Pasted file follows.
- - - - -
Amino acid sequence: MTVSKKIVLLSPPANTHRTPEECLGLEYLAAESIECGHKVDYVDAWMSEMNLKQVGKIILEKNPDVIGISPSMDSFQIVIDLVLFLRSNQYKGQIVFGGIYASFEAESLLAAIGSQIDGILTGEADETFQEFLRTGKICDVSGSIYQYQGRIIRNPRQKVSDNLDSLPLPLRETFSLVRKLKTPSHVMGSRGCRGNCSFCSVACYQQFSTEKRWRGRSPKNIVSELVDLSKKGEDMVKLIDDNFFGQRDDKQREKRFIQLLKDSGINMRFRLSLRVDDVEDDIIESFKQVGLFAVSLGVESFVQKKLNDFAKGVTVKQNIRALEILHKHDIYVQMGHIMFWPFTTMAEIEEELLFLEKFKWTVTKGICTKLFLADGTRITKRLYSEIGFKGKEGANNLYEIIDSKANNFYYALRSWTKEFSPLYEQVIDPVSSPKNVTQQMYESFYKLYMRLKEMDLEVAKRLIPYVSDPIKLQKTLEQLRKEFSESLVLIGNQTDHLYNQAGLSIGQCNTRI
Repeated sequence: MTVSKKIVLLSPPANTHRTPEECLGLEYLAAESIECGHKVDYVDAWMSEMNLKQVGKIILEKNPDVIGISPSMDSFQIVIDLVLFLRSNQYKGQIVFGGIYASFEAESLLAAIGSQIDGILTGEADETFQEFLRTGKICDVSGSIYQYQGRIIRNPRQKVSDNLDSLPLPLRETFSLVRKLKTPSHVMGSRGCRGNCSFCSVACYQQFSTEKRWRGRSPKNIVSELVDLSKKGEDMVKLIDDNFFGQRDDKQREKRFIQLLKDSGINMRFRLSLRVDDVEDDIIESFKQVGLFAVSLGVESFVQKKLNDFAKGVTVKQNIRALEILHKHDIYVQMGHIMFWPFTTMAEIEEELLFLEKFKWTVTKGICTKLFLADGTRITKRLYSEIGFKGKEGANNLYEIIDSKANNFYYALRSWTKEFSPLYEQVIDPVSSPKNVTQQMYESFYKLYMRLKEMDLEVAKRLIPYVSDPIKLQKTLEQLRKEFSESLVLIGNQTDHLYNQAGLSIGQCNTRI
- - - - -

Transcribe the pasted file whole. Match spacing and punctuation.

Amino acid sequence: MTVSKKIVLLSPPANTHRTPEECLGLEYLAAESIECGHKVDYVDAWMSEMNLKQVGKIILEKNPDVIGISPSMDSFQIVIDLVLFLRSNQYKGQIVFGGIYASFEAESLLAAIGSQIDGILTGEADETFQEFLRTGKICDVSGSIYQYQGRIIRNPRQKVSDNLDSLPLPLRETFSLVRKLKTPSHVMGSRGCRGNCSFCSVACYQQFSTEKRWRGRSPKNIVSELVDLSKKGEDMVKLIDDNFFGQRDDKQREKRFIQLLKDSGINMRFRLSLRVDDVEDDIIESFKQVGLFAVSLGVESFVQKKLNDFAKGVTVKQNIRALEILHKHDIYVQMGHIMFWPFTTMAEIEEELLFLEKFKWTVTKGICTKLFLADGTRITKRLYSEIGFKGKEGANNLYEIIDSKANNFYYALRSWTKEFSPLYEQVIDPVSSPKNVTQQMYESFYKLYMRLKEMDLEVAKRLIPYVSDPIKLQKTLEQLRKEFSESLVLIGNQTDHLYNQAGLSIGQCNTRI
Repeated sequence: MTVSKKIVLLSPPANTHRTPEECLGLEYLAAESIECGHKVDYVDAWMSEMNLKQVGKIILEKNPDVIGISPSMDSFQIVIDLVLFLRSNQYKGQIVFGGIYASFEAESLLAAIGSQIDGILTGEADETFQEFLRTGKICDVSGSIYQYQGRIIRNPRQKVSDNLDSLPLPLRETFSLVRKLKTPSHVMGSRGCRGNCSFCSVACYQQFSTEKRWRGRSPKNIVSELVDLSKKGEDMVKLIDDNFFGQRDDKQREKRFIQLLKDSGINMRFRLSLRVDDVEDDIIESFKQVGLFAVSLGVESFVQKKLNDFAKGVTVKQNIRALEILHKHDIYVQMGHIMFWPFTTMAEIEEELLFLEKFKWTVTKGICTKLFLADGTRITKRLYSEIGFKGKEGANNLYEIIDSKANNFYYALRSWTKEFSPLYEQVIDPVSSPKNVTQQMYESFYKLYMRLKEMDLEVAKRLIPYVSDPIKLQKTLEQLRKEFSESLVLIGNQTDHLYNQAGLSIGQCNTRI